Police claim Khan’s vehicle was not shot at, but confirm that clashes occurred between PTI and PMLN activists.
Cricketer-turned-politician Imran Khan said he and his followers were fired on by supporters of the ruling Pakistan Muslim League (Nawaz) during a rally on Friday, but police said that although there were clashes between the two sides no shots were fired.
Khan is leading thousands of his supporters to Islamabad in a rally to demand Prime Minister Nawaz Sharif resign, saying that last year’s general elections in which he swept to power were rigged.
Police and witnesses said activists from Khan’s Pakistan Tehreek-e-Insaf (PTI) party clashed with supporters of Sharif’s PMLN in the town of Gujranwala.
Speaking to ARY television news, Khan said: “They threw stones at us while standing at police vans. They fired bullets at us.”
An AFP photographer at the scene heard no gunfire, and police also said there were no shots.
“Workers of PTI and PMLN clashed in Gujranwala and threw stones at each other,” said a police spokesperson. “There was no firing incident.”
The AFP photographer said a group of up to 40 youths who were following the convoy and shouting slogans clashed with PTI workers, but police later dispersed them.
Exact numbers on the march are difficult to judge, and more people are likely to join it as it passes through towns along the GT Road, but Khan already hailed it a success. “I can only see that the monarchy is nearing its end,” Khan said, referring to Sharif. “The people have decided as I had said that one million people will come to Islamabad and they have come out.”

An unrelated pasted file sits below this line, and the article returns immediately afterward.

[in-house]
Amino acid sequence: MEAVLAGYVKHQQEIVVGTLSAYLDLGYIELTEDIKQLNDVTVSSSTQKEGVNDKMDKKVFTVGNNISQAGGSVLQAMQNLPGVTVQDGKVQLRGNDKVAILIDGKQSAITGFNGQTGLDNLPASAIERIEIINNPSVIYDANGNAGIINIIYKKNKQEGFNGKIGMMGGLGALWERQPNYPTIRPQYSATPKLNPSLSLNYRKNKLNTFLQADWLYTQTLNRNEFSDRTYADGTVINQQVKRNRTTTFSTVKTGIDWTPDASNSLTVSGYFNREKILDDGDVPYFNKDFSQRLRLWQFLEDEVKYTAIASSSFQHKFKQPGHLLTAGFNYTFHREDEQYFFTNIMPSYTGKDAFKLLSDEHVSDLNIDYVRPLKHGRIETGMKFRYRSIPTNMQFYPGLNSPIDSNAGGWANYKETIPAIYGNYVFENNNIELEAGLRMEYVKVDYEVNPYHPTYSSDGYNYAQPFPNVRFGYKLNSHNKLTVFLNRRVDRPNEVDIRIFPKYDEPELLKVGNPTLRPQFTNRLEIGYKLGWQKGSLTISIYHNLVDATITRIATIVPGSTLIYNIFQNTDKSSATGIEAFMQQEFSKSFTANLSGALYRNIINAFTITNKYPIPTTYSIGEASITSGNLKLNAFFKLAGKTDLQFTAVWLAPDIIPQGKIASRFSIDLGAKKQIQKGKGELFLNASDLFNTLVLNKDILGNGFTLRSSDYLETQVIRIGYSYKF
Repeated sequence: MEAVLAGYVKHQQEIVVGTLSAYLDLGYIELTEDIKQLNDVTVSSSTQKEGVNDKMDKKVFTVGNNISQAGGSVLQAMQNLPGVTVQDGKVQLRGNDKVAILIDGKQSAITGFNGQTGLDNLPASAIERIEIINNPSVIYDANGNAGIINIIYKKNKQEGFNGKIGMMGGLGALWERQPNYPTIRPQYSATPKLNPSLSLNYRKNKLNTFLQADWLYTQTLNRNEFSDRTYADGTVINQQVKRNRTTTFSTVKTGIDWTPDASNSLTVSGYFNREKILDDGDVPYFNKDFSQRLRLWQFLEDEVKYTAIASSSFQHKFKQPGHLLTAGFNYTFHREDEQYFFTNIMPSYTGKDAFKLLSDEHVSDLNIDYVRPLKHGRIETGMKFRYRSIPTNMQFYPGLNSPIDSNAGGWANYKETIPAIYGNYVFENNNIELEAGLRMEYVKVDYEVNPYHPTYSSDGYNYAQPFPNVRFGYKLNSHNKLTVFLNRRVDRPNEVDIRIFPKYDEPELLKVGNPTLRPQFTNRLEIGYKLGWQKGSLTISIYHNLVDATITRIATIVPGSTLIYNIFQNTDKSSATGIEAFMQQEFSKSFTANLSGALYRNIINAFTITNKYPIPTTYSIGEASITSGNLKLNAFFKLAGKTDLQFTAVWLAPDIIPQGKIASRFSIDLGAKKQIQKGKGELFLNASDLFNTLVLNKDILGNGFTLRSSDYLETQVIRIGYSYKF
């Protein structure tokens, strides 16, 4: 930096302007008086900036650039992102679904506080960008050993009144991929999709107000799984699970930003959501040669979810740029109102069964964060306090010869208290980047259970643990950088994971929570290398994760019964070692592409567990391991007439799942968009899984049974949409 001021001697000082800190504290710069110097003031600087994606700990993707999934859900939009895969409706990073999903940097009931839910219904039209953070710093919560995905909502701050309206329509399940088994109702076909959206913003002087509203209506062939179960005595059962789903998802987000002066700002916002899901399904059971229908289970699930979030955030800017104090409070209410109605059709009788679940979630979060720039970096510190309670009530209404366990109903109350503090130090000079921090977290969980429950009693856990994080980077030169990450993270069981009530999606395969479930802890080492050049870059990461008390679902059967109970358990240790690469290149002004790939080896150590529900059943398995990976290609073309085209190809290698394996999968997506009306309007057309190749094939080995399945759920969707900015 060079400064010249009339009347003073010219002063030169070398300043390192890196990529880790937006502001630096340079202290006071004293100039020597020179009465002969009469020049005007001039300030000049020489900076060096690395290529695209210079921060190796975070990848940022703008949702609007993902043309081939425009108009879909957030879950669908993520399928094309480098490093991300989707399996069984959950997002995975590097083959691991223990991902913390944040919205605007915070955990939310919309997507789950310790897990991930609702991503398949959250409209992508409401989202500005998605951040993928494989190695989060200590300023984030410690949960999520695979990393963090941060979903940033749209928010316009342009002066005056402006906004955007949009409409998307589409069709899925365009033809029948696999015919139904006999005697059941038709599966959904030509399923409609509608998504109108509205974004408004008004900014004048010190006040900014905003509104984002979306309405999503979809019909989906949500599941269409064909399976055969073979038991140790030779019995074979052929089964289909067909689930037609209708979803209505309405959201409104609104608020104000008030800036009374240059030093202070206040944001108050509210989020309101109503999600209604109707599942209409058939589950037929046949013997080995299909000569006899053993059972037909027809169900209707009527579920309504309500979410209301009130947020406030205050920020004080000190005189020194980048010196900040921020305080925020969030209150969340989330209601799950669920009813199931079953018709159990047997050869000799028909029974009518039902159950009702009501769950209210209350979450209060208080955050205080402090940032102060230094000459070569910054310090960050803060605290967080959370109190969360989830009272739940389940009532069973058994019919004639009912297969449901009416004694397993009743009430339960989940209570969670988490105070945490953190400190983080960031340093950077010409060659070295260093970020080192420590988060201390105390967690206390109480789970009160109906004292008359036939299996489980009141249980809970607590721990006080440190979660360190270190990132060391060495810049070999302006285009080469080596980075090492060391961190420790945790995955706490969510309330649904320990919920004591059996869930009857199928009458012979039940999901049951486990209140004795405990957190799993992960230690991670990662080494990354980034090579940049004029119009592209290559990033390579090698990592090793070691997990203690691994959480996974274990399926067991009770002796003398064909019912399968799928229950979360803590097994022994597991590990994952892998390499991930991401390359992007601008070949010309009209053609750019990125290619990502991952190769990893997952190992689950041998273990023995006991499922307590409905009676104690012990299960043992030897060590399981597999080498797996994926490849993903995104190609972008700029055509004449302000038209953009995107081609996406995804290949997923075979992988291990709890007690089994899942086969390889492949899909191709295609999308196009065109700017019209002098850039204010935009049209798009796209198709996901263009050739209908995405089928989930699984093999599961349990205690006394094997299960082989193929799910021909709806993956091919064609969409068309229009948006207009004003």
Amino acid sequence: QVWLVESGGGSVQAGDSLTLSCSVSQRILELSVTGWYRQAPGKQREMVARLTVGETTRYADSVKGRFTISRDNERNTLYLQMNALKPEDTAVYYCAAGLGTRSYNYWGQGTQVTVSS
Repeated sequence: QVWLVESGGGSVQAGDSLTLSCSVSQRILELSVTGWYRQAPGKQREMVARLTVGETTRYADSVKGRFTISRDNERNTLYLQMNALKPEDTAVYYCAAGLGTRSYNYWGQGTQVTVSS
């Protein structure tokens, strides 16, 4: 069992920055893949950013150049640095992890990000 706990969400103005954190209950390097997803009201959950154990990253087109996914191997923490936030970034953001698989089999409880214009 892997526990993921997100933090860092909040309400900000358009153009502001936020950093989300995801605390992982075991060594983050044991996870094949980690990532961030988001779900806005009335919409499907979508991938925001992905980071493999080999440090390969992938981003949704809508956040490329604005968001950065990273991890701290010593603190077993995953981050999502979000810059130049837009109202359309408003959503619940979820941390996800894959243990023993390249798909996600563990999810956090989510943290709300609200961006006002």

Both Khan and Tahir-ul-Qadri, whose Pakistani Awami Tehreek is also participating in the anti-government protests, had originally planned for their marches to converge on Islamabad on Thursday, Pakistan’s independence day, but it now looks likely that neither will reach the city before late on Friday afternoon, at the earliest.
A spokesman for Qadri said that their convoy was further along the road to Islamabad than PTI, in the town of Jehlum. “Our convoy is moving at a very slow pace and we expect our arrival in Islamabad very late tonight,” he said.
Security in Islamabad has been ramped up in recent days, with more than 20,000 police and security forces on the streets. Almost all roads into the city were blocked on Thursday by the authorities with barbed wire and shipping containers, but many barriers were removed on Friday.
After days of speculation that the authorities would seek to stop marchers entering the city, Interior Minister Chaudhry Nisar Ali Khan told reporters Thursday that both PTI and PAT would be allowed to hold rallies.
Government officials have accused the march organizers of trying to derail democracy and Sharif said the marches were a distraction from more pressing issues.